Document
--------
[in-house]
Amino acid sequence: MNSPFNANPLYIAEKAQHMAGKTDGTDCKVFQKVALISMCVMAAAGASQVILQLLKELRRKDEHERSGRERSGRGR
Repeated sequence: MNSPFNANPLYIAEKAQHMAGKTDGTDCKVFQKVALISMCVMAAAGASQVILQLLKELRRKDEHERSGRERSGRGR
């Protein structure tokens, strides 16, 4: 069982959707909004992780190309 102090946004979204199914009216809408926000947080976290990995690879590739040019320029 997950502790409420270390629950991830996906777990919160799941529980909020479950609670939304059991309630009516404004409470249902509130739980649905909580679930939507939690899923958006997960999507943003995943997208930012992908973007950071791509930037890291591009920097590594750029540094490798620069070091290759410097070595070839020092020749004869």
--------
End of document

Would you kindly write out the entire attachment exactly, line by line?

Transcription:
[in-house]
Amino acid sequence: MNSPFNANPLYIAEKAQHMAGKTDGTDCKVFQKVALISMCVMAAAGASQVILQLLKELRRKDEHERSGRERSGRGR
Repeated sequence: MNSPFNANPLYIAEKAQHMAGKTDGTDCKVFQKVALISMCVMAAAGASQVILQLLKELRRKDEHERSGRERSGRGR
């Protein structure tokens, strides 16, 4: 069982959707909004992780190309 102090946004979204199914009216809408926000947080976290990995690879590739040019320029 997950502790409420270390629950991830996906777990919160799941529980909020479950609670939304059991309630009516404004409470249902509130739980649905909580679930939507939690899923958006997960999507943003995943997208930012992908973007950071791509930037890291591009920097590594750029540094490798620069070091290759410097070595070839020092020749004869």